What are the Symptoms of Parvo Infection?
Dogs with parvo become lethargic, refuse to eat and become very ill with fever, vomiting and severe, often bloody diarrhea, causing rapid dehydration. Most deaths from parvo occur just 48 to 72 hours after the signs appear. That�s why it�s critical that dogs receive immediate veterinary care to treat the virus.

How Does Parvo Spread?
Parvo makes it�s way around from dog to dog through direct contact with other infected dogs, and contact with contaminated feces and surroundings like kennels, food bowls, collars and leashes, and the hands, shoes and clothing of people who interact with infected dogs. The virus is resistant to heat, cold, humidity, and drying, and can survive in the environment for long periods of time.

How is Parvo Treated?
First, a veterinarian will confirm the diagnosis with a fecal test. Since there is no specific drug available to kill the virus, the treatment is intended to help the dog�s immune system fight the virus. This includes replacing fluid loss and electrolytes, controlling diarrhea and vomiting and preventing further infection. Dogs with parvo are kept isolated to avoid contaminating other dogs, and all blankets, beds, toys, and items the dog had contact with are disinfected to help control the spread of this contagious disease.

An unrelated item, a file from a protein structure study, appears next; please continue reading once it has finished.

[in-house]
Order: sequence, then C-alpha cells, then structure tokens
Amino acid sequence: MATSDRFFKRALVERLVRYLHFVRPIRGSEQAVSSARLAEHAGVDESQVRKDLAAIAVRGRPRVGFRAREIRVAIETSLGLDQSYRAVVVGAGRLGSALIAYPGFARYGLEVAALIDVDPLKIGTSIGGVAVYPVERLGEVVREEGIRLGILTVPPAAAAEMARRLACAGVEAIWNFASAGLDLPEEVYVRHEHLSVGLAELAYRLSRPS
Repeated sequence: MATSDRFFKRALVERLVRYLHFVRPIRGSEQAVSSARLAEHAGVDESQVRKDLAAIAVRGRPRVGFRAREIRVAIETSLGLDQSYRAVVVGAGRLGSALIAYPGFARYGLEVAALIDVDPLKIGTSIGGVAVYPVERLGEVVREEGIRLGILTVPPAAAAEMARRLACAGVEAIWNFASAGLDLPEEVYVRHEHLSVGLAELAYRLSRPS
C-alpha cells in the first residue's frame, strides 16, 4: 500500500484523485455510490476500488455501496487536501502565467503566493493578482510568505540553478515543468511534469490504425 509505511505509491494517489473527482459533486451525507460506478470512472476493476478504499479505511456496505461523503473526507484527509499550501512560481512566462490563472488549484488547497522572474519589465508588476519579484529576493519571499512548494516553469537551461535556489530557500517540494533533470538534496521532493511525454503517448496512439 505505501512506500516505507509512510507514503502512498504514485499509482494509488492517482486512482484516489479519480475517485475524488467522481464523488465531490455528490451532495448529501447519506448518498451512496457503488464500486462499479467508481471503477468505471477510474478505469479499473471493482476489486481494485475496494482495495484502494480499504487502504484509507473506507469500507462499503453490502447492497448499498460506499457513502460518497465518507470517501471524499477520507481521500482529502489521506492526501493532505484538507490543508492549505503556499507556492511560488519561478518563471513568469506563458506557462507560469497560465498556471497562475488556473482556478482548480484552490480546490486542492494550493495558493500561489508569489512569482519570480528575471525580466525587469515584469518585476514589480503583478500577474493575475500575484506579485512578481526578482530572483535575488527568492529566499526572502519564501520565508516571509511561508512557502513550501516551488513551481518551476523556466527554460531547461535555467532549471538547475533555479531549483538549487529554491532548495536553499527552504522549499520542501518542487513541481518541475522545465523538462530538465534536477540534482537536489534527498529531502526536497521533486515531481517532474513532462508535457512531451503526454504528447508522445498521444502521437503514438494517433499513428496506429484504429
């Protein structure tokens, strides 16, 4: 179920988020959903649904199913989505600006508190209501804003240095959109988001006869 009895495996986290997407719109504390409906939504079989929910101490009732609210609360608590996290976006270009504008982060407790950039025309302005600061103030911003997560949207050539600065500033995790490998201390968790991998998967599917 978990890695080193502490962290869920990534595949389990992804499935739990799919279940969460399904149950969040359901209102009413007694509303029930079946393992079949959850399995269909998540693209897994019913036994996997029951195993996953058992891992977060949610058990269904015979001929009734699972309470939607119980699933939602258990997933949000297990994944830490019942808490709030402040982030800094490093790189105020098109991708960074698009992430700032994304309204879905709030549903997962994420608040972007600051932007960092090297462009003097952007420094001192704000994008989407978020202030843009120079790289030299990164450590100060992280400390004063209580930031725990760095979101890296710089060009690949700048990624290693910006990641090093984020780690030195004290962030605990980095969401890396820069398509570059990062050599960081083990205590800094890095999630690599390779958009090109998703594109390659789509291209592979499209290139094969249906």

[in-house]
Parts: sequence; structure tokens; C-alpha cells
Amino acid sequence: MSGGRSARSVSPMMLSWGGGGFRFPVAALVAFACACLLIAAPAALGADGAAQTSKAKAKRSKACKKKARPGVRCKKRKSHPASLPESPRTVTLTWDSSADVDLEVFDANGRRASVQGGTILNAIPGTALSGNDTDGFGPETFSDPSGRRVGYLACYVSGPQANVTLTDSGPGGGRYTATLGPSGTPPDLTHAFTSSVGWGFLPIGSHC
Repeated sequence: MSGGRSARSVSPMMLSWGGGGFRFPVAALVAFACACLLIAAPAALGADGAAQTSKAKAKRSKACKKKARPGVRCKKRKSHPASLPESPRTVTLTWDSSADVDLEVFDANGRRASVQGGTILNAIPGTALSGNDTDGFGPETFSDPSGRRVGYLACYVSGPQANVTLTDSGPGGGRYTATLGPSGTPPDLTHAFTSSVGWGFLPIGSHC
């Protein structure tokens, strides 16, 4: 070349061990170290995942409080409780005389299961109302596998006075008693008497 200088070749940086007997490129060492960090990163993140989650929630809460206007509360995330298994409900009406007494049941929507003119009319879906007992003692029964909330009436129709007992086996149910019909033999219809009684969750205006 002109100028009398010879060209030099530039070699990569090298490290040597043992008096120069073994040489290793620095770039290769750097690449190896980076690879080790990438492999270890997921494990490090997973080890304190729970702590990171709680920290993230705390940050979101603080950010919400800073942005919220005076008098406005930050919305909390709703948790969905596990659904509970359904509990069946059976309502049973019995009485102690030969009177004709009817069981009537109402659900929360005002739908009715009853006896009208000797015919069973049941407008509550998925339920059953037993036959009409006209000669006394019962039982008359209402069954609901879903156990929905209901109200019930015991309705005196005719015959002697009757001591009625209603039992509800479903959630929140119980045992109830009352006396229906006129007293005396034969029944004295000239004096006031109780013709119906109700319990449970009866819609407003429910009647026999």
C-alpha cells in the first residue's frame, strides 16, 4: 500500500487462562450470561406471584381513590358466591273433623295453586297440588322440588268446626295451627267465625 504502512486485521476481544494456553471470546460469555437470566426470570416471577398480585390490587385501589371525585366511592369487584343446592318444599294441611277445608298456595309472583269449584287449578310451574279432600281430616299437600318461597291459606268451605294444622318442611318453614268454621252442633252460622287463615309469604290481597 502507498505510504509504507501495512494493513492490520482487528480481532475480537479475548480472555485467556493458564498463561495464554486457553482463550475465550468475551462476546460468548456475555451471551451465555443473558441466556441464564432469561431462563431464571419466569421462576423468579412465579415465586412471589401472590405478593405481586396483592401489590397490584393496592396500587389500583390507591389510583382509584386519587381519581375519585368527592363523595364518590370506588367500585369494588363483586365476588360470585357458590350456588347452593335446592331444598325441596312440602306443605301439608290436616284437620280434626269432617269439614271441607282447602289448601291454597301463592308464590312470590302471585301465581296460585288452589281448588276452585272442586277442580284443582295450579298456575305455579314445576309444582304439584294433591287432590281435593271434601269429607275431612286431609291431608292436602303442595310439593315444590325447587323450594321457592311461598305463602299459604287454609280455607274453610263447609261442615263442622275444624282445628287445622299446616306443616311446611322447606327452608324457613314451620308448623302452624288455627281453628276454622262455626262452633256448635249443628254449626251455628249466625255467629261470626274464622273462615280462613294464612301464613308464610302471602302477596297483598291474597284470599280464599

How Can Parvo Be Prevented?
Vaccination and good hygiene are essential in preventing canine parvovirus. To protect adult dogs, be sure your dog's parvovirus vaccination is up-to-date. For puppies, make sure yours receives his complete series of canine parvovirus vaccinations. Until then, do not put him down on the floor anywhere outside your home to avoid contact with infected dogs or feces. Since this is a critical time for puppy socialization, carry your pup in your arms to see the outside world and only socialize him with healthy dogs that you know are vaccinated. Reputable training or puppy social classes are fine too since they reduce exposure risk by requiring vaccinations for participation and maintain a sterile environment.


TOXIC PLANTS

Autumn crocus (Colchicum): Its active ingredient, colchicines, triggers an anti-metabolic effect that can cause rapidly dividing cells, shedding of the gastrointestinal tract, bloody diarrhea, and vomiting.

Azalea (Rhododendron): This popular plant can harm a dog's cardiovascular system and trigger vomiting or gastrointestinal upset.

 Daffodil (Narcissus): Toxic ingredients in the bulbs cause convulsions, tremors, lethargy, weakness, and upset stomachs.

Hyacinth (Hyacinth): This popular plant can cause severe vomiting, bloody diarrhea, depression, and tremors.